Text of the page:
Vienna

Archived Story

Consider fostering pets until they find permanent home

Published 1:34pm Saturday, May 18, 2013

I have a soft spot for animals of any kind. In my imaginary world I would like to own all sorts of animals including lambs, sheep, horses, dogs and chickens.

The reality of my world is I live in a small apartment that has a strict no-pet policy with repercussions of having a pet being immediate eviction.

When I moved into my apartment in December 2012, I understood the rules and struggled leaving my 4-year-old Shih Tzu named Gilbert to live with my parents for a shorter commute to work. There are many days that going home to his wagging tail would be nice but I see him on the weekends and take him to a dog park in Birmingham on Sunday afternoons to hopefully make up for the fact I had to leave him to live in a place that worked for me, but not for him.

What I didn’t take into consideration was how I would turn down all of the lovable pet faces I have come across while living in my apartment that often appear on the side of the road or recently, in my arms.

I went to the Chilton County Humane Society to write about a story encouraging readers to foster animals in their homes for two weeks so they can be sent for adoption up North (published in the May 14 edition of The Advertiser).

As I was doing the interview with several of the humane society representatives telling me about foster pet parenting, a lady came to drop off two dogs she could no longer take care of.

I couldn’t help but notice one of her dogs, a black and white Daschund mix trembling in her arms as he looked around to assess his current situation.

Although I’m not sure he was entirely thrilled about being dropped off at the humane society, there was little he could do other than simply look cute.

He was passed around from several different ladies sitting at the table cradling him like a baby and finally ended up in my arms.

There was no way I could abandon him, but I couldn’t take him. I finished up my interview and came back to work but couldn’t stop thinking about the dog I left at the humane society.

I called about him the next day only to find out he ran away and no one could locate his whereabouts.

Sources close to the situation said when the time came to go inside the crate, the dog bolted with several adults unable to catch him.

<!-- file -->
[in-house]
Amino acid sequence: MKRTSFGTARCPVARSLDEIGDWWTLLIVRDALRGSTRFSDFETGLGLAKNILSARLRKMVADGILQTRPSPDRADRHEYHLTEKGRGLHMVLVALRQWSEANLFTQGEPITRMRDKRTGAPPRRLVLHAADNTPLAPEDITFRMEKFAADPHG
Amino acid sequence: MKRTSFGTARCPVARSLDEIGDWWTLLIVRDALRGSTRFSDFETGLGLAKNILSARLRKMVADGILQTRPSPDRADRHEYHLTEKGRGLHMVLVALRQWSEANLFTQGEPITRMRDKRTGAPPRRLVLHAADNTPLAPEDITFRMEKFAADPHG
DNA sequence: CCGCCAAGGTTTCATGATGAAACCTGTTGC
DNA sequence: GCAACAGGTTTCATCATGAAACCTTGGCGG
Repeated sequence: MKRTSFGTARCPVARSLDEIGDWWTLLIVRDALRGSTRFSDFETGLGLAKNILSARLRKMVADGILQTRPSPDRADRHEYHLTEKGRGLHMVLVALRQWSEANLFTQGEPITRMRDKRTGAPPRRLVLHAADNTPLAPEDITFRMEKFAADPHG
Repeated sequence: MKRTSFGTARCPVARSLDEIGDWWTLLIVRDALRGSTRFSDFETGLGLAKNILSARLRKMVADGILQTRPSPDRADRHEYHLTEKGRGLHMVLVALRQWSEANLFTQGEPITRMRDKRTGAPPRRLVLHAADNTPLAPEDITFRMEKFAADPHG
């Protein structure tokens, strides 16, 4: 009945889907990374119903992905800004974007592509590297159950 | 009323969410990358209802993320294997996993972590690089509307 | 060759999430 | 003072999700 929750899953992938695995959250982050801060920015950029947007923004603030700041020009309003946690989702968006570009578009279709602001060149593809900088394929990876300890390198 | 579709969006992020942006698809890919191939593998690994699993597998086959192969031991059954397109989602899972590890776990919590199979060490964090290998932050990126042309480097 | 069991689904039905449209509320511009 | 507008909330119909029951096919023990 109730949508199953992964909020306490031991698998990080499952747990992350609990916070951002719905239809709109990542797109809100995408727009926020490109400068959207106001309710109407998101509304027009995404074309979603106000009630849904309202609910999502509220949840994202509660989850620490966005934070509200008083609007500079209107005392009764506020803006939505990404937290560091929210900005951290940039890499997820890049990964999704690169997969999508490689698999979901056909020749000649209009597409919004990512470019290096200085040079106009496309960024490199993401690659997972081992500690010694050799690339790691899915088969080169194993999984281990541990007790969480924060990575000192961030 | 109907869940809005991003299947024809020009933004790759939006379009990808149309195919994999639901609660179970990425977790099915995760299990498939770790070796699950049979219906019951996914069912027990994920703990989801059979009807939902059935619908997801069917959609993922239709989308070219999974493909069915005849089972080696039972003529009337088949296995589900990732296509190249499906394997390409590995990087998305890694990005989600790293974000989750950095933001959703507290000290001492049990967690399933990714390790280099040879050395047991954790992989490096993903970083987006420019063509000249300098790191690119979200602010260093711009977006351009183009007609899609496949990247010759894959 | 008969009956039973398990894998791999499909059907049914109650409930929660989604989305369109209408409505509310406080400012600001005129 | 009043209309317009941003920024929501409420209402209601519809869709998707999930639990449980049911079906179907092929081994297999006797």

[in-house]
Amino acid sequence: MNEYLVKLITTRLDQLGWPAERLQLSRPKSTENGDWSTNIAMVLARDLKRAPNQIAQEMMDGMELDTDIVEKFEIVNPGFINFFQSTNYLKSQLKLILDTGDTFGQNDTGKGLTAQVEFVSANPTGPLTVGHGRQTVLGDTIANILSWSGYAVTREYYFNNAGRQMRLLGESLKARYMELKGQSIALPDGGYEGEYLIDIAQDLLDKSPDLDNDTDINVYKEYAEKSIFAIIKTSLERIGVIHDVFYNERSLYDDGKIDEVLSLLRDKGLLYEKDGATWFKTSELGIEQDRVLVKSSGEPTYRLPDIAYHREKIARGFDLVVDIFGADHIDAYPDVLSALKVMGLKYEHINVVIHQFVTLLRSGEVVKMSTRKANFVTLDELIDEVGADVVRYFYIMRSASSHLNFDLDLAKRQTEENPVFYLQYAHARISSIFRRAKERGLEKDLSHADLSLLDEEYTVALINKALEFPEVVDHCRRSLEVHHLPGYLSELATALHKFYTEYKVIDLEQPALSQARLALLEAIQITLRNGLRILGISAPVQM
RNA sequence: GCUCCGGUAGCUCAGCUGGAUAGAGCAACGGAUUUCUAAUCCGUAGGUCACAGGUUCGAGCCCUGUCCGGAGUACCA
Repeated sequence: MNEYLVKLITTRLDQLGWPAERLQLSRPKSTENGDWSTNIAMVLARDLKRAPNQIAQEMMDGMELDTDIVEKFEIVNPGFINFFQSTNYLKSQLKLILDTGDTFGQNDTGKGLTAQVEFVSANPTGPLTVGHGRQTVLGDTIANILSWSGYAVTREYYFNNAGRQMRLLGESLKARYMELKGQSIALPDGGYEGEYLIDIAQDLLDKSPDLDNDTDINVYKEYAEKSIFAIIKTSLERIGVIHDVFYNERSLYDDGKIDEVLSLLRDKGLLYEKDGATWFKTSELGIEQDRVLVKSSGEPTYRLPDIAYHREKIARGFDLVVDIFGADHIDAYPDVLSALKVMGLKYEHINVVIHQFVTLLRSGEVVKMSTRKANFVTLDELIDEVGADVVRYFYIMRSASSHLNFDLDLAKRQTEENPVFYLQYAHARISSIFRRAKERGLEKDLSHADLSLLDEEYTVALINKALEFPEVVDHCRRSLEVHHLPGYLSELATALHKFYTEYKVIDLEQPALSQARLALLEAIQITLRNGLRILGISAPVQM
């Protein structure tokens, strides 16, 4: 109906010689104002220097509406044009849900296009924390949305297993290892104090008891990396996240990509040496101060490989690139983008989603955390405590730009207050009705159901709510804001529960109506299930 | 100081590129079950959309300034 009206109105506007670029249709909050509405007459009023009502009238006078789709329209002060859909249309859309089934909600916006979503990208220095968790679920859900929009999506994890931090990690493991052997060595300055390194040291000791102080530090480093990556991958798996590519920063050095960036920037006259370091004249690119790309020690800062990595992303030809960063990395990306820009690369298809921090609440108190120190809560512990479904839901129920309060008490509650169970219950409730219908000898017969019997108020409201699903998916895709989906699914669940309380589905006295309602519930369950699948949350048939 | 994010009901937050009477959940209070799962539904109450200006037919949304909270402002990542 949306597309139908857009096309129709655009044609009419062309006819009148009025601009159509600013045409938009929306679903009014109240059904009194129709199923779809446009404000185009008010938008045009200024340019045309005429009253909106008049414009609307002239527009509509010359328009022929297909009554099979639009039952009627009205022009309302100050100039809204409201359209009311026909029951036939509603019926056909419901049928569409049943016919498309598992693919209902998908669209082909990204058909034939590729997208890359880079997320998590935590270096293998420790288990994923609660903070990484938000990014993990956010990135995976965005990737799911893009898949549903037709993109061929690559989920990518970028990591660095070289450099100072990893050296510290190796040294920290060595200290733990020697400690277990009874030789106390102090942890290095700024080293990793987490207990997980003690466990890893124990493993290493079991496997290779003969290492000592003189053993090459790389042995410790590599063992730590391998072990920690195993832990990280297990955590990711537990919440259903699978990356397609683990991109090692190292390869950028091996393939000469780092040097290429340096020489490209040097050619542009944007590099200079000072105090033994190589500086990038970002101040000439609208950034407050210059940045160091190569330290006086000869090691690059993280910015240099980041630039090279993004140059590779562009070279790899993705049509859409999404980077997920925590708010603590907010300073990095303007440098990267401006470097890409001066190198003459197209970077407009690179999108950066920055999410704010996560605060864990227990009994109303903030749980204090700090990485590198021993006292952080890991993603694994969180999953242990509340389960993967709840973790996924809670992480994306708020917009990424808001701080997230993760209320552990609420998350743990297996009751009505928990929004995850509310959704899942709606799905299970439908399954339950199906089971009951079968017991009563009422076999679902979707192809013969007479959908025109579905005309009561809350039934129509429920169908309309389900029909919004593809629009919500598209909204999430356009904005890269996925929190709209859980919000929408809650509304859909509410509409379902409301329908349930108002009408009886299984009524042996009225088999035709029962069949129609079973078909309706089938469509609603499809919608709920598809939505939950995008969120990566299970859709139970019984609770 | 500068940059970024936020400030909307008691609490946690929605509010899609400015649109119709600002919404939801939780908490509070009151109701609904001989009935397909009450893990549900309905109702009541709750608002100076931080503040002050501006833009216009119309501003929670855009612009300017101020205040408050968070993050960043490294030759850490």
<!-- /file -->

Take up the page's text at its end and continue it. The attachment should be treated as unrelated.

Although I know I would not have been able to house the cute little dog at my apartment, I was willing to find a place for him with my parents to foster for a few weeks so he could find a permanent home up North.

Even though I know everyone can’t have a pet live in their home, I hope the ones who can will consider foster pet parenting a pet from the Chilton County Humane Society.

It isn’t permanent; it allows someone up North to adopt a pet and it provides a few weeks to live with a cute face in your home.

For more information about pet fostering an animal, contact 755-9170.

Emily Etheredge is a staff writer for The Clanton Advertiser. She can be reached at emily.etheredge@clantonadvertiser.com.

Print Friendly
  • Katherine Reece

    It’s heartbreaking to sit there and hold the dogs and feel them shake and cry as their world comes to an end and they have no control. Thank you for being willing to help Tipper and thank you for the article.

    I have a big strawberry blonde lab named Willie right now that I’m fostering until transportation can be arranged for him to go to his rescue organization. Fostering not only saves the life of the dog or cat you’re fostering, it also saves the life of the dog or cat that can take it’s place in the shelter.

    If you foster, the humane society or the rescue will pay all vet bills and the animal already be neutered or spayed. You just need to feed them and keep them safe and show them love until it’s time for them to go find their family.

    (Report comment)

Editor's Picks